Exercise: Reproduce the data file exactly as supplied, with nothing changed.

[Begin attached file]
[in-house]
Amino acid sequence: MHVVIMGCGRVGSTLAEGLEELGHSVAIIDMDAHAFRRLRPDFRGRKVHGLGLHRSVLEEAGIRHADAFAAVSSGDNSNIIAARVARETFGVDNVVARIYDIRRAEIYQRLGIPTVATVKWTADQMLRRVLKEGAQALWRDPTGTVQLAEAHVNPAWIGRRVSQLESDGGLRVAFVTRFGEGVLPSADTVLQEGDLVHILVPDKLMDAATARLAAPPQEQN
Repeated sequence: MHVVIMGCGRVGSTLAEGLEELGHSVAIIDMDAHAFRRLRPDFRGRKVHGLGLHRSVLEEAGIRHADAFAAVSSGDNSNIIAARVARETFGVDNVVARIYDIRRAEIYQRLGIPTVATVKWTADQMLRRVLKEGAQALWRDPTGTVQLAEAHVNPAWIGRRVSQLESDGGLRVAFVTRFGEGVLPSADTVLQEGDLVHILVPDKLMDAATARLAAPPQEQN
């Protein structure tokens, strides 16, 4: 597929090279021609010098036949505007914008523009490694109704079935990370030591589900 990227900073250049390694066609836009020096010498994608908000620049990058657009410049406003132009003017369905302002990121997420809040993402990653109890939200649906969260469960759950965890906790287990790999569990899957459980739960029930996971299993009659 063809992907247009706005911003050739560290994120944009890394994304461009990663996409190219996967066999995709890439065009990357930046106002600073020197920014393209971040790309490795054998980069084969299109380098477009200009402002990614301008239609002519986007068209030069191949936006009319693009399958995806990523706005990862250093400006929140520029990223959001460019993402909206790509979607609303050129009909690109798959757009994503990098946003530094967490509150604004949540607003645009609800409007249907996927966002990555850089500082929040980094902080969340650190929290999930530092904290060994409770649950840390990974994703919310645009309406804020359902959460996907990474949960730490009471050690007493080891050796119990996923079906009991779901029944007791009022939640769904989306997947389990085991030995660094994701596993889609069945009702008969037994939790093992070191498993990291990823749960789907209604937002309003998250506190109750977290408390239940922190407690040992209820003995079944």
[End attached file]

[in-house]
Amino acid sequence: MHVVIMGCGRVGSTLAEGLEELGHSVAIIDMDAHAFRRLRPDFRGRKVHGLGLHRSVLEEAGIRHADAFAAVSSGDNSNIIAARVARETFGVDNVVARIYDIRRAEIYQRLGIPTVATVKWTADQMLRRVLKEGAQALWRDPTGTVQLAEAHVNPAWIGRRVSQLESDGGLRVAFVTRFGEGVLPSADTVLQEGDLVHILVPDKLMDAATARLAAPPQEQN
Repeated sequence: MHVVIMGCGRVGSTLAEGLEELGHSVAIIDMDAHAFRRLRPDFRGRKVHGLGLHRSVLEEAGIRHADAFAAVSSGDNSNIIAARVARETFGVDNVVARIYDIRRAEIYQRLGIPTVATVKWTADQMLRRVLKEGAQALWRDPTGTVQLAEAHVNPAWIGRRVSQLESDGGLRVAFVTRFGEGVLPSADTVLQEGDLVHILVPDKLMDAATARLAAPPQEQN
């Protein structure tokens, strides 16, 4: 597929090279021609010098036949505007914008523009490694109704079935990370030591589900 990227900073250049390694066609836009020096010498994608908000620049990058657009410049406003132009003017369905302002990121997420809040993402990653109890939200649906969260469960759950965890906790287990790999569990899957459980739960029930996971299993009659 063809992907247009706005911003050739560290994120944009890394994304461009990663996409190219996967066999995709890439065009990357930046106002600073020197920014393209971040790309490795054998980069084969299109380098477009200009402002990614301008239609002519986007068209030069191949936006009319693009399958995806990523706005990862250093400006929140520029990223959001460019993402909206790509979607609303050129009909690109798959757009994503990098946003530094967490509150604004949540607003645009609800409007249907996927966002990555850089500082929040980094902080969340650190929290999930530092904290060994409770649950840390990974994703919310645009309406804020359902959460996907990474949960730490009471050690007493080891050796119990996923079906009991779901029944007791009022939640769904989306997947389990085991030995660094994701596993889609069945009702008969037994939790093992070191498993990291990823749960789907209604937002309003998250506190109750977290408390239940922190407690040992209820003995079944």